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Early Decision and Financial Aid

By Brian Geiger

Brian Geiger is a co-founder of Scholarships360. He previously worked on the growth team of a hypergrowth startup and in investment banking. Through a combination of private grants, outside scholarships, and income from freelance writing, Brian earned his undergraduate degree from Princeton University with $0 in student debt.

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Reviewed by Bill Jack

Bill Jack has over a decade of experience in college admissions and financial aid. Since 2008, he has worked at Colby College, Wesleyan University, University of Maine at Farmington, and Bates College.

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Edited by Maria Geiger

Maria Geiger is Director of Content at Scholarships360. She is a former online educational technology instructor and adjunct writing instructor. In addition to education reform, Maria’s interests include viewpoint diversity, blended/flipped learning, digital communication, and integrating media/web tools into the curriculum to better facilitate student engagement. Maria earned both a B.A. and an M.A. in English Literature from Monmouth University, an M. Ed. in Education from Monmouth University, and a Virtual Online Teaching Certificate (VOLT) from the University of Pennsylvania.

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Updated: November 28th, 2023
Early Decision and Financial Aid

Here’s the situation: you visit your dream college and absolutely fall in love. This is it. This is where you want to spend your next four years. At home, you browse through the glossy brochure complete with testimonials of students and beautiful shots of the campus. On the last page, your eyes see the number next to tuition, room, and board. This is when reality hits in: college is really expensive. This is a tough situation as you were planning on applying to this school Early Decision. However, Early Decision is binding, so you have to go if you are admitted. On top of this, everyone says that you get an “advantage” if you apply ED. What if you can’t pay? Does this mean you will “miss out” on the advantage that Early Decision provides?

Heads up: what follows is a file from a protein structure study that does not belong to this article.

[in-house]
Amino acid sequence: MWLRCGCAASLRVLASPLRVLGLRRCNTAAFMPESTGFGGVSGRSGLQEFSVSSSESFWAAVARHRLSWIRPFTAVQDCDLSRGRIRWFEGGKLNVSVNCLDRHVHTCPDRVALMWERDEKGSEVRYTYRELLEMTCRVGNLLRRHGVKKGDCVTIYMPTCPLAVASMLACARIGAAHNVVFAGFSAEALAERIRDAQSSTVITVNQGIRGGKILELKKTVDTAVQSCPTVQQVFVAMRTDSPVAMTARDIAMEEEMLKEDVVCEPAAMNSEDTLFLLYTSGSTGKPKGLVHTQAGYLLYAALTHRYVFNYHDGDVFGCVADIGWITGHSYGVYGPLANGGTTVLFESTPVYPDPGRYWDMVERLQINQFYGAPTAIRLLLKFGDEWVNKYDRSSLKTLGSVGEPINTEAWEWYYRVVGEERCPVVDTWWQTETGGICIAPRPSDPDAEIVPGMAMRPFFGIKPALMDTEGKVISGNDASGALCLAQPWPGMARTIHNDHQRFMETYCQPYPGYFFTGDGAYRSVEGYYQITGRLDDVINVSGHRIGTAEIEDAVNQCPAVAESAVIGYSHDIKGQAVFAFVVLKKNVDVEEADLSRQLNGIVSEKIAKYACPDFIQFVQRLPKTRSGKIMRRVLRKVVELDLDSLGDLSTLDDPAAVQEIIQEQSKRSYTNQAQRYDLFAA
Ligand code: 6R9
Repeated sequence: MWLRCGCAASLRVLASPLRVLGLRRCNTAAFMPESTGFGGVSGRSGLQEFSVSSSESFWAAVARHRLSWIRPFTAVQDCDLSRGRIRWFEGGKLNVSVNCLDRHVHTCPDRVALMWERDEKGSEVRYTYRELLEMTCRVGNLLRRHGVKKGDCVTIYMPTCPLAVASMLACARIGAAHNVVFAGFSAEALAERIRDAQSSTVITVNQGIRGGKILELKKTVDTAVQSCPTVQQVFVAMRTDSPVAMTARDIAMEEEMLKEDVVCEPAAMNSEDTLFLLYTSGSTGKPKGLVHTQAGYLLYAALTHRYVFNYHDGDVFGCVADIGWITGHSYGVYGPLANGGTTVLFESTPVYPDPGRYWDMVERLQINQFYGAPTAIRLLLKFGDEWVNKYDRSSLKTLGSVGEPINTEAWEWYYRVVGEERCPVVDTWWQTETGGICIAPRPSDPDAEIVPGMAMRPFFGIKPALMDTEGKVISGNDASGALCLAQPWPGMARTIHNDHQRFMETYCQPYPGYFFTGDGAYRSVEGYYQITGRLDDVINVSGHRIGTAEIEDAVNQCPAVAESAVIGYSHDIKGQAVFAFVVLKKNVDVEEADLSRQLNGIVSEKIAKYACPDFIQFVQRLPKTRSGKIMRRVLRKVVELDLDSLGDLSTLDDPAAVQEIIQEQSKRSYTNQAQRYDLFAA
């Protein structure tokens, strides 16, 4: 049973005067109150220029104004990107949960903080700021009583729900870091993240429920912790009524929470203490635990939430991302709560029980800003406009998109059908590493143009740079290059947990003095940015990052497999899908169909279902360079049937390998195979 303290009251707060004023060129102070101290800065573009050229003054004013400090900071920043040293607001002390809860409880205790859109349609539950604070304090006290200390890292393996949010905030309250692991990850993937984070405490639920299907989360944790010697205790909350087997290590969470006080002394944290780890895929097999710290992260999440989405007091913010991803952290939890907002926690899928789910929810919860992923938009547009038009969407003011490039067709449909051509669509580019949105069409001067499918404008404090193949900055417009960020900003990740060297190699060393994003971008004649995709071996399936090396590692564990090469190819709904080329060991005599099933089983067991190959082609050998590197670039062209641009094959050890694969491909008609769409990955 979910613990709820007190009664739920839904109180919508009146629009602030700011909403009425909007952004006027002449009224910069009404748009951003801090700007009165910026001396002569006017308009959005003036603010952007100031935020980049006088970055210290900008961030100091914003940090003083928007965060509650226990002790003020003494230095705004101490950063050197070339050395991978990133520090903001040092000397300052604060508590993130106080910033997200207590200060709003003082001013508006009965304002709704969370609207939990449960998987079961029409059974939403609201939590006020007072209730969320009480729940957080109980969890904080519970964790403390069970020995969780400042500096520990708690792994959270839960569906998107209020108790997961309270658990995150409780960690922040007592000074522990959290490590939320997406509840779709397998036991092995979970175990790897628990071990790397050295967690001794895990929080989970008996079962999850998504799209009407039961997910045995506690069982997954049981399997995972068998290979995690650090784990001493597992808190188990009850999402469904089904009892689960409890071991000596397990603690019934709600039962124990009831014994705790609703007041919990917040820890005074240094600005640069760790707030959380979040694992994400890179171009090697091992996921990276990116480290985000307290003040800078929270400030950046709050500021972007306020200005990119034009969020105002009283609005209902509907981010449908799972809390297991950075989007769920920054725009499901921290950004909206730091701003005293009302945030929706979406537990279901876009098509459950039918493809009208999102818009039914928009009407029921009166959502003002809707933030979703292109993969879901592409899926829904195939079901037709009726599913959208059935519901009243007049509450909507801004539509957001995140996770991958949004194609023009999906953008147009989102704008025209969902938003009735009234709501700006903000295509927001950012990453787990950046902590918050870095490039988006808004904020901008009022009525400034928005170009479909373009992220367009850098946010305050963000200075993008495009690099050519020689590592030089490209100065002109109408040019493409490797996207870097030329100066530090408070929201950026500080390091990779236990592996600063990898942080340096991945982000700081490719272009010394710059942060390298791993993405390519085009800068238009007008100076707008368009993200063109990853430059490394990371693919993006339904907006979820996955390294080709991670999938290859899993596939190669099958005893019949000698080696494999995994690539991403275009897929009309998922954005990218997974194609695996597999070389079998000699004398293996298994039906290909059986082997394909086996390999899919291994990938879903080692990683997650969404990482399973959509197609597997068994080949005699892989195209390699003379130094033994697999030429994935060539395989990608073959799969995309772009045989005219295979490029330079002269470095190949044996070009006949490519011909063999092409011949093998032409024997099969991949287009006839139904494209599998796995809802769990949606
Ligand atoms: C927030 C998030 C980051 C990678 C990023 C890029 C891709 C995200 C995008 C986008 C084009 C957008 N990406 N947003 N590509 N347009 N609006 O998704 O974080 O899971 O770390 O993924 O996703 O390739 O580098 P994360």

Early Decision and Early Action (hereafter referred to as ED and EA) policies have become really popular.  On the surface, it is a great deal: apply to your dream college early, you get in early, and you don’t have to worry about sending out dozens of applications.  However, what if you are unsure whether you can afford your dream college?  Are you expecting to receive merit-based scholarships?

Related: When should I apply for college?

What is the difference between Early Decision (ED) and Early Action (EA)?

Typically there are two types of ED and EA respectively: EDI, EDII, EA, and Single Choice EA:

  • Early Decision I (ED1) is a binding admission policy.  You apply with the understanding that if admitted, you will enroll in a specific college or university.  The deadlines for ED are earlier than the regular decision deadline and the benefit is that you will be notified of your decision sooner.  If you are admitted under a binding early decision program, you must withdraw all of your other applications.
  • Early Decision 2 is the same as Early Decision 1, but with a later application deadline.  It is also binding and you are notified earlier.
  • Early Action is a non-binding admissions program.  Unlike Early Decision, students do not have an obligation to attend a school if they are admitted.  They can submit all of their other applications and enjoy the benefit of an early notification for their EA choices.